But is there a stigma where women horror authors are concerned?  I know my dad, a rabid horror reader when I was growing up, just about refused to read female authors.  I remember picking a horror novel for his birthday present, going by the blurb on the back (and let’s be totally frank, here–by the creepy cover).  My dad’s reaction was “I don’t read women authors.”

I didn’t get it.  I’m still not sure that I do.  I’ve always given equal billing to the sexes, I think.  Sure the horror I read was dominated by male authors and the romance, YA, chick-lit was all…chicks.  I don’t think that was a conscious decision on my part.  That’s just the way the numbers generally play out.  There are the exceptions.

I wonder if that author had used a manly (or at least ambiguous) pen name, would my pop have given her a fighting chance?  Would he have seen through her duplicity via her naturally feminine voice?  I know I read it and liked it, but, hey, I’m a girl.

See this article…

http://www.writersdigest.com/writing-articles/by-writing-goal/improve-my-writing/he-said-she-said

The author seems to be saying that employing less gender-specific style and dialog will make your work more appealing to a wider audience.  Makes sense to me.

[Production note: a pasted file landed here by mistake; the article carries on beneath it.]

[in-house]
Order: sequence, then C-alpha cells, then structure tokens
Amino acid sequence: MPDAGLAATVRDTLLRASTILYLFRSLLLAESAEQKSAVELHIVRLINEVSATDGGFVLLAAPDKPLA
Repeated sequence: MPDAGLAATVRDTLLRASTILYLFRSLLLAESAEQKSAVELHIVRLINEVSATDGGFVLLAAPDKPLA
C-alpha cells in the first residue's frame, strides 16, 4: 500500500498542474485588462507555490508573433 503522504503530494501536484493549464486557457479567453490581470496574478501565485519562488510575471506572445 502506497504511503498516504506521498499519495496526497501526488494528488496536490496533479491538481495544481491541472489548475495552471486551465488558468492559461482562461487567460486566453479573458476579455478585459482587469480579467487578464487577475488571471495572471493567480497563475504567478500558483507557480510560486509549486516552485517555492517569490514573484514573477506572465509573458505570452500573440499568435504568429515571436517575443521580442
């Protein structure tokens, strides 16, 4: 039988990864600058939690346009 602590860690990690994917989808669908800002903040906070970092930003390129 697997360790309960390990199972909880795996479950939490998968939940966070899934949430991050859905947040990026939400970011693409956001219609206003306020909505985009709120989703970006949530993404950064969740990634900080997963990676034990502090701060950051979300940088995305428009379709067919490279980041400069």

But what about my main character–a little rough around the edges, even manly in some ways–will her less-feminine attributes make her more likable for male readers?

I don’t plan to change my name.  And I doubt I will play “Pin the Penis on the Protagonist” before I am done with my story.  Maybe guy readers will never get close enough to find out if it’s any good.

At least I can make my dad read it.  I’ll bring my festering outline to life for that alone.  I’m pretty sure I’m his favorite author these days. 🙂

“100 Horrors” available for your kindle now.

Cruentus Libri Press is proud to present its first horror anthology.

My drabble “Death Laughs” is included in this digital collection.
100 AUTHORS from the four corners of the globe grace the pages of this anthology with their darkest imaginings.
100 STORIES running the gamut of horror from serial killers to the supernatural; from the occult to the ordinary.
100 WORDS is all they have to work with, crafting tales of micro-horror with the brevity and intensity of an ice-pick between the eyes.

http://www.amazon.com/dp/B00797QZYM

Check it out.  At $2.99 it won’t break the bank, and when you tell your friends you’ve been reading a book of horror drabbles they will be like “What the hell is a drabble?”  You can act all superior when you explain it.

100, 100 word stories that fit in with your busy lifestyle.  Get your quick horror fix whenever, where ever.